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Patents, copyrights and trademarks, as well as know-how or trade

secrets, are often collectively referred to as intellectual

property. Many firms have such property without even being aware

of it or of the need to take measures to protect it.

Many people's notions of intellectual property are unrealistic.

Some believe, for example, that having a patent on a product will

enable one to succeed in the marketplace. Consequently, they may

spend thousands of dollars to obtain the exclusive rights to

market something that no one wants or can afford to buy. Others

may conclude that intellectual property protection is not worth

the expense and bother.

People who may not be interested in protecting their own rights

still must take precautions to avoid infringing on the rights of

others. This calls for more than the avoidance of copying.

Copying is unavoidable; it is a way of life and one way in which

we learn. But, one can easily infringe on the rights of others

without deliberately imitating specific features of goods or


This publication addresses the steps newcomers to a market should

take to avoid infringement and when they should take them.


Most people have heard variations on a remark attributed to Ralph

Waldo Emerson: If a man can make a better mousetrap than his

neighbor, though he builds his house in the woods the world will

beat a path to his door. To keep the discussion concrete, let's

imagine a present day inventor of a new mousetrap who not only

invents a better mousetrap but is also successful in marketing

it. The higher the inventor's profit margin, the more others will

want to copy his invention. Let's assume that the inventor

selects Figaro as the brand name and actively promotes the

product. However, he does not legally protect his invention, but

relies on the consumers' loyalty, goodwill and brand

identification to ensure future sales.

Taking measures to develop loyalty and goodwill may be sufficient

until a larger and better known competitor turns up. For example,

what if economies of scale and lack of development costs mean

that the competitor can sell the same mousetrap for 20 percent

less? Goodwill may not be enough to ensure customer loyalty at a

higher price. A patent would be much more helpful, because it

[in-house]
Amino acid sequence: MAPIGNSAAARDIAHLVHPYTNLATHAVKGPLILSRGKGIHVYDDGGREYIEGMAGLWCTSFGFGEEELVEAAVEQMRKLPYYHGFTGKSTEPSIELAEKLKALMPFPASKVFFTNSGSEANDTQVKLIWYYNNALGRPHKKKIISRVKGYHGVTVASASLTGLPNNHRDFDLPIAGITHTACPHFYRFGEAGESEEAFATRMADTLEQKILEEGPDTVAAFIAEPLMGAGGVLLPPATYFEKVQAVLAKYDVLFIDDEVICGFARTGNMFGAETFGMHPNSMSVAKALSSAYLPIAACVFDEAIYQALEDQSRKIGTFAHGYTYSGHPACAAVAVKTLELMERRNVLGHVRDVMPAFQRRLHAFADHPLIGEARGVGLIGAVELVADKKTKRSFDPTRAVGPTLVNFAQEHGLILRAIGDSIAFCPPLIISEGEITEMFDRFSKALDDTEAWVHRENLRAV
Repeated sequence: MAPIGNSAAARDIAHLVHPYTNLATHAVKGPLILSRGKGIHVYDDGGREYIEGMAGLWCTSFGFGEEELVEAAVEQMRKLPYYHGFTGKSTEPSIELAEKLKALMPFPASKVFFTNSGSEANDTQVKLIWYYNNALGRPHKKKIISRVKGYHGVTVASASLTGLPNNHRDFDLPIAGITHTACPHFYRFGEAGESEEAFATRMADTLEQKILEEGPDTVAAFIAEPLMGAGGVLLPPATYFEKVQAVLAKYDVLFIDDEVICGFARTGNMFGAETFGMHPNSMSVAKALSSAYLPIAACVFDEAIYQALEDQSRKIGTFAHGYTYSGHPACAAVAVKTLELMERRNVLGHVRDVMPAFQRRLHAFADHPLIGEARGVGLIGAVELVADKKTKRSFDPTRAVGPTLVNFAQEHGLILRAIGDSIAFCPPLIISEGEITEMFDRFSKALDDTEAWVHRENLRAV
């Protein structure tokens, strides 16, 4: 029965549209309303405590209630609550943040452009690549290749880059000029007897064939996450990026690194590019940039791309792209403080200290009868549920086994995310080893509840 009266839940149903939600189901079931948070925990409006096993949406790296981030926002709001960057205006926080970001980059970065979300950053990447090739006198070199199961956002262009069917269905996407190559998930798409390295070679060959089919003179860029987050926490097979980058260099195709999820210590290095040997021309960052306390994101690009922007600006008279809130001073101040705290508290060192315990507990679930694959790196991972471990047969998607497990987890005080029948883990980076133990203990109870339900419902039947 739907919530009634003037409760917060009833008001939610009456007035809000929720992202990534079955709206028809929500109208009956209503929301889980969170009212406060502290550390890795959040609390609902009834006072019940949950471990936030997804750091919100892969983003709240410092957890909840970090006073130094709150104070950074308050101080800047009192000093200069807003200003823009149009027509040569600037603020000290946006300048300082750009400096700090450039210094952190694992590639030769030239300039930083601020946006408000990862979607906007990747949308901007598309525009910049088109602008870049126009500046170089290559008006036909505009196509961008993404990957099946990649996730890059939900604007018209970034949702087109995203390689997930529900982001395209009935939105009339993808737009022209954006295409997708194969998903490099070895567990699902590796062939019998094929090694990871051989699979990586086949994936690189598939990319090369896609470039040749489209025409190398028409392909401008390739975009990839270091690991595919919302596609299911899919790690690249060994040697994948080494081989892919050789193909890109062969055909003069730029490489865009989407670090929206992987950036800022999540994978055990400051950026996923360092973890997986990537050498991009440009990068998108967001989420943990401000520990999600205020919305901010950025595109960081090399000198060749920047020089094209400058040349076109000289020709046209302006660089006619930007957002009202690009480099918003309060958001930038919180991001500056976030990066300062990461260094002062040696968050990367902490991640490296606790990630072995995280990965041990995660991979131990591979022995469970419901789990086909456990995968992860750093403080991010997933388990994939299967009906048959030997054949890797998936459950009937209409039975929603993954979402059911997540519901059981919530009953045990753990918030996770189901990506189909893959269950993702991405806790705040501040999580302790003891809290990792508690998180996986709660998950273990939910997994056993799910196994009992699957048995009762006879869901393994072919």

would prevent the competitor from selling the new trap until well

after the original firm had a chance to get on its feet. This

situation illustrates that it is the smaller firm that often has

the most to gain from protecting intellectual property.

As bad as the situation is without patent protection, it could be

worse. Let's assume that customers are so taken by the Figaro

promotion that they are willing to pay the 25 percent premium the

firm charges in order to stay in business. Imagine what would

happen if the company had to stop using that name or had to face

an expensive lawsuit. Imagine what would happen if it turns out

that someone else actually has a current patent on one or more

features of the better mousetrap. By failing to consider the

intellectual property of others, the new firm would not only be

forced to stop selling under the name Figaro, but might be forced

to stop selling the mousetrap altogether.


Utility patents - what people usually mean when they use the term

patents - provide 17 years of exclusive rights for inventions that

deal with the way things work. Design patents afford 14 years of

protection for significant improvement in the appearance of

useful items, such as car bodies or furniture. Both of these

patents do more than prevent copying; they forbid the making,

using or selling of an invention similar to or the same as the

protected invention, even though the second invention was

independently created. (Plant patents, which will not be covered

in this discussion, may not give the same protection.)

Copying may actually be a way to avoid infringement. The inventor

of the mousetrap might have avoided potential problems by using

technology that was described in a printed publication, publicly

used or on sale. Products that are on sale and give no notice of

patent coverage are relatively free from the risk of


Any person trying to market fairly new technology that doesn't

appear to be patented should keep in mind that an inventor has

one year from public sale or disclosure within which to file a

patent application. In addition, because patents often take two or

more years to obtain, there is still a chance that a patent could

be issued at a later time. Although there is no liability for

infringement prior to issuance of a patent, a competitor would

have to cease making, using or selling the technology once the

patent was issued, thus risking the loss of both start-up costs

and inventory.

Of course, if our inventor was determined to make a better

mousetrap, there would be no interest in copying something else in